On ViewEquity Gallery
October 9 – November 2, 2019
The title of The Heart is a Lonely Hunter, a group show currently on view at Equity Gallery, immediately recalls the 1940 novel of the same name by Carson McCullers. McCullers’s work evokes a sense of alienation—both from society and, crucially, from oneself. However, to many she also represents an enthusiastic, if not necessarily fully consummated, embrace of her own desires. The works in Equity’s show are equally ambiguous. Curators Eric Sutphin and Christopher Stout explore the legacy of queer abstraction, asking how works that are not overtly political may nevertheless participate in the larger dialogue surrounding queer culture. With six artists in the show, the art varies widely, but the curatorial vision that brings these works together creates a productive conversation between them.
Justin Cloud’s piece at the front of the gallery, Hum.Ding (2019) is a playful revisiting of Meret Oppenheim’s Le Déjeuner en fourrure (Lunch in Fur) (1936). Faux fur fills an inner tube clamped by four pink and yellow circlets. Thin tubing weaves around the inner edge before trailing to the ground in a nod to Eva Hesse’s particularly embodied approach to abstraction. Altar for Ixion (2019) is an omni-wheel cast in wax with lavender, rosemary, and rose petals ready to release scent when set on fire. An omni-wheel is a tire that enables a machine to roll in any direction, and yet the mechanical quality of Ixion belies the warmth and therapeutic potential its materials suggest. Both Hum.Ding and Ixion speak to Cloud’s background in manufacturing and mechanics but their eclectic construction also humorously destabilizes the machismo associated with those cultures.
Jason Rondinelli’s sculptural works Jitters Beneath the Covers and Untitled (both 2019) can only be fully appreciated in person, as a concrete sense of scale is crucial: they are barely knee high. Constructed from wood and tiles propped against one another, these works present two faces to the observer. From one side, the wood is partly burnt, while the other surface is tiled. Everything here is liminal and precarious, as Rondinelli’s pieces of cedar seem ready to fall at a touch. The flakes of ash on the floor invoke an impulse to remembrance, while the tiles suggest everything from the history of Roman baths to the libidinal use of steam rooms in queer culture. Even without such associations, these unsteady works cultivate the viewer’s concern.
The teetering objects of Wade Schaming likewise invite careful engagement. Tupperware, plastic crates, and other remnants of the plastic world—all designed in service of our desire to consume—coalesce in oddly cheerful cairns. Nothing fixes one piece to the next, but they nonetheless stand firm. Even in a crowded gallery they do not fall. Hermes Payrhuber’s ovoid, nearly phallic, objects cloaked in found fabric and used socks are ironically placed on pedestals. One might be inclined to inquire about these “caps” and what they hide, but confessional explanations are not the game here. The Austrian artist is devilish and evasive: he only winks when asked about the use of these socks.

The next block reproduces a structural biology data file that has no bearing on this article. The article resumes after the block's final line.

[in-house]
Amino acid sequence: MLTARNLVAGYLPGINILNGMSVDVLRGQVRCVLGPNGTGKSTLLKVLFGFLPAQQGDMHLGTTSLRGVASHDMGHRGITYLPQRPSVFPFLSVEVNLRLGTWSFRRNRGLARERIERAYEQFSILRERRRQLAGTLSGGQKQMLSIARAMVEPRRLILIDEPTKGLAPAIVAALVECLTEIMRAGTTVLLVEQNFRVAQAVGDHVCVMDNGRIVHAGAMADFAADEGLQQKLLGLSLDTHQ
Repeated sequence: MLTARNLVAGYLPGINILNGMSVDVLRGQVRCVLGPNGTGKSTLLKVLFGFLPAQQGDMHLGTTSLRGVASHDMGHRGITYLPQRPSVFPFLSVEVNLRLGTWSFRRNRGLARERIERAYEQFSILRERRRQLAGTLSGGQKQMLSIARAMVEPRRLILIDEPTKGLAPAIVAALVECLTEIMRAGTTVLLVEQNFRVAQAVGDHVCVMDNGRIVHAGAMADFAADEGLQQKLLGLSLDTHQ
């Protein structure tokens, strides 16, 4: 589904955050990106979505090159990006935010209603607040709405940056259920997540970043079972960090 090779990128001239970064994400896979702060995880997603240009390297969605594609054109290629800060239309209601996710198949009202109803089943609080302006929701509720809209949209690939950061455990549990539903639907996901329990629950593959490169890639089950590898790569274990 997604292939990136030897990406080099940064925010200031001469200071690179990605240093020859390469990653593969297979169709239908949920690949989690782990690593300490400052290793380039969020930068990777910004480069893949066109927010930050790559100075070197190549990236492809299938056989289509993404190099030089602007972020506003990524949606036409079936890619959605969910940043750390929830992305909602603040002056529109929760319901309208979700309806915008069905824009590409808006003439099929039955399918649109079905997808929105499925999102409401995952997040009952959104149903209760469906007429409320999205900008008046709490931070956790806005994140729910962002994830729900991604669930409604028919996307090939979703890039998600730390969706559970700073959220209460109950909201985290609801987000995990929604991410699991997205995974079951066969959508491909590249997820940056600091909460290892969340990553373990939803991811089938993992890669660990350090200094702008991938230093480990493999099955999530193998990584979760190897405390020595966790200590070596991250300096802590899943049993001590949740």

Paul Michael Graves contributes two oil paintings to the exhibition, beautiful pictures and surprisingly quiet despite the plethora of repeating signs and indeterminate patterns that cover their surfaces. The handling of paint in Fig. XIII (2019) creates a chalkboard effect that evokes graffiti and the 1980s pop art scene so important to the history of queer activism. There are also a dozen small paintings by Julie Torres scattered about the gallery, hung on walls but also propped along the border between floor and wall, a gesture that dramatizes the liminal quality shared by so many of the works on view here. Torres draws, paints, pours, splatters, and shapes acrylic on panels. There is a sense of fun in both her work and her art-making process—a useful reminder, perhaps, that the nature of desire need not always be taken quite so seriously.
A straightforward formal reading of the works on view at Equity Gallery might not immediately reveal their engagement of queer culture. However, we must realize that this stems partly from the expectation that queer art provide overt figuration and a direct representation of queer experience. In the 1980s, this was crucial, a fact recognized by the artists of the AIDS Coalition to Unleash Power (ACT UP) and Gran Fury—their work Kissing Doesn’t Kill: Greed and Indifference Do is exemplary here. The explicit representation of queer sexuality necessarily became synonymous with its politics, but this also made less direct expressions of queer identity harder to see. Queer abstraction, as it is framed here, is not a desexualization nor a rejection of the body and its politics. The artists in The Heart is a Lonely Hunter acknowledge that the stain of life is sometimes best celebrated and shared in more intimate ways. In the right hands, implication can be just as powerful as overt representation.